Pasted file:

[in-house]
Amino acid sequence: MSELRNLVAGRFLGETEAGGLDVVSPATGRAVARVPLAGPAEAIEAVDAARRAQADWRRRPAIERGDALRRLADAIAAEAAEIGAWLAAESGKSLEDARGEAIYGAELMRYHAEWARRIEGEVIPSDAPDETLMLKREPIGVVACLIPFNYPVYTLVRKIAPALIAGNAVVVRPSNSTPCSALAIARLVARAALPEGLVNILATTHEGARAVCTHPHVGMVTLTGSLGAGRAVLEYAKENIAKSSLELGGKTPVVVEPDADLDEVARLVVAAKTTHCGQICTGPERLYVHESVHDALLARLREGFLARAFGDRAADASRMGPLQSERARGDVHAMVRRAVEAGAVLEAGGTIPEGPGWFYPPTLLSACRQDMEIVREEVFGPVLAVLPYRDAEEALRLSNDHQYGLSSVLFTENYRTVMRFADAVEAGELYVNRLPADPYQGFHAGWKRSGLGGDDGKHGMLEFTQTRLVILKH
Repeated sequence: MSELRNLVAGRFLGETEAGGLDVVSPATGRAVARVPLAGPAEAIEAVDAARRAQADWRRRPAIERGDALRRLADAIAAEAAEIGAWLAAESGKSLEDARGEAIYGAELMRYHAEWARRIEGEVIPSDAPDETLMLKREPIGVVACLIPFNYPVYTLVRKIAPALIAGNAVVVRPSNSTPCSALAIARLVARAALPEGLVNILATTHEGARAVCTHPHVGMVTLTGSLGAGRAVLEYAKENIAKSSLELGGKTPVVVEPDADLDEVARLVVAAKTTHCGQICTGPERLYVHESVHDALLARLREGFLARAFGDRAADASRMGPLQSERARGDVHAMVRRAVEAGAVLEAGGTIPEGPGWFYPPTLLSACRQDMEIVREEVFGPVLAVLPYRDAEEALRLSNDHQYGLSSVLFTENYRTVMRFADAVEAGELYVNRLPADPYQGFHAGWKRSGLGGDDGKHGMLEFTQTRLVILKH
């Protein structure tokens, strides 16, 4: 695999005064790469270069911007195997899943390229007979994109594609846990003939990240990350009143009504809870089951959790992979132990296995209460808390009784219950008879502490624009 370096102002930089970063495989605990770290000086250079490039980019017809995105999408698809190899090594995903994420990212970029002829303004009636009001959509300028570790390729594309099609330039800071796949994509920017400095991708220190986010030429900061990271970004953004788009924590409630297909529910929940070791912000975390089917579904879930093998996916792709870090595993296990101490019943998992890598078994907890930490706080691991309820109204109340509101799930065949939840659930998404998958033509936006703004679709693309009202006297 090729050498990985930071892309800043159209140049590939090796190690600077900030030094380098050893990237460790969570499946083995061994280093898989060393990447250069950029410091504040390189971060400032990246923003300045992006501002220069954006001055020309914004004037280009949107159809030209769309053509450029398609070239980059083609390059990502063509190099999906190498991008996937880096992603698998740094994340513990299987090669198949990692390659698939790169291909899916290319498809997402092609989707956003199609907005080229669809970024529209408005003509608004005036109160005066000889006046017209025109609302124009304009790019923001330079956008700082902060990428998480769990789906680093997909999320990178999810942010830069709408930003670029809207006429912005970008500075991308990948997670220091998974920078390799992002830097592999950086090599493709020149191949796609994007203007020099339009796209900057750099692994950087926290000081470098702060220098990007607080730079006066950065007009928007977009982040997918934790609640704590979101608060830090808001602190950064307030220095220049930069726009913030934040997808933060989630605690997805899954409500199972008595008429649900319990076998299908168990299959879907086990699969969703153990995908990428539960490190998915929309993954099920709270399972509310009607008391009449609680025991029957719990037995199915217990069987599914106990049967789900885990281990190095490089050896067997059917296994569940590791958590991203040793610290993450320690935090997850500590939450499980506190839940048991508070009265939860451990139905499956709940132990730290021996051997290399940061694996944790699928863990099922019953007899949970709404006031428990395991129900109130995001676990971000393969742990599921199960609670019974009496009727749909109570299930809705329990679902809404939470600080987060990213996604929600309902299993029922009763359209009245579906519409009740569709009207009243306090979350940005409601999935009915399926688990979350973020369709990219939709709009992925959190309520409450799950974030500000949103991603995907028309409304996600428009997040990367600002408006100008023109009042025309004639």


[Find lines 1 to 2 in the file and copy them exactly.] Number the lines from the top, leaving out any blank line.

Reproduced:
[in-house]
Amino acid sequence: MSELRNLVAGRFLGETEAGGLDVVSPATGRAVARVPLAGPAEAIEAVDAARRAQADWRRRPAIERGDALRRLADAIAAEAAEIGAWLAAESGKSLEDARGEAIYGAELMRYHAEWARRIEGEVIPSDAPDETLMLKREPIGVVACLIPFNYPVYTLVRKIAPALIAGNAVVVRPSNSTPCSALAIARLVARAALPEGLVNILATTHEGARAVCTHPHVGMVTLTGSLGAGRAVLEYAKENIAKSSLELGGKTPVVVEPDADLDEVARLVVAAKTTHCGQICTGPERLYVHESVHDALLARLREGFLARAFGDRAADASRMGPLQSERARGDVHAMVRRAVEAGAVLEAGGTIPEGPGWFYPPTLLSACRQDMEIVREEVFGPVLAVLPYRDAEEALRLSNDHQYGLSSVLFTENYRTVMRFADAVEAGELYVNRLPADPYQGFHAGWKRSGLGGDDGKHGMLEFTQTRLVILKH